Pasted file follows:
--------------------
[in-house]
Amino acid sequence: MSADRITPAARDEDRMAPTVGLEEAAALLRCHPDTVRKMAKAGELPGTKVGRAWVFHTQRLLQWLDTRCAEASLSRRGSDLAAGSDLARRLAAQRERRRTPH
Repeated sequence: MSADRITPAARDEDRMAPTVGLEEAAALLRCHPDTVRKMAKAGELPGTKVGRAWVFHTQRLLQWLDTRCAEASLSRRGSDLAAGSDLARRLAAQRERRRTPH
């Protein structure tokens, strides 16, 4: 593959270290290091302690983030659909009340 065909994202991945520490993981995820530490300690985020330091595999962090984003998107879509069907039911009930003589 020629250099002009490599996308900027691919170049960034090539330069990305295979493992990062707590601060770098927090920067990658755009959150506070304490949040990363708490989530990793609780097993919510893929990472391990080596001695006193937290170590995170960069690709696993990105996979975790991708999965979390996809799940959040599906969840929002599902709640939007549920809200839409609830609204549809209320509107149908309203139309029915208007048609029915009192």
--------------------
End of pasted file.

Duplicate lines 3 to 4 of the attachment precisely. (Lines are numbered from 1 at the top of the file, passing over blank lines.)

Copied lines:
Repeated sequence: MSADRITPAARDEDRMAPTVGLEEAAALLRCHPDTVRKMAKAGELPGTKVGRAWVFHTQRLLQWLDTRCAEASLSRRGSDLAAGSDLARRLAAQRERRRTPH
């Protein structure tokens, strides 16, 4: 593959270290290091302690983030659909009340 065909994202991945520490993981995820530490300690985020330091595999962090984003998107879509069907039911009930003589 020629250099002009490599996308900027691919170049960034090539330069990305295979493992990062707590601060770098927090920067990658755009959150506070304490949040990363708490989530990793609780097993919510893929990472391990080596001695006193937290170590995170960069690709696993990105996979975790991708999965979390996809799940959040599906969840929002599902709640939007549920809200839409609830609204549809209320509107149908309203139309029915208007048609029915009192």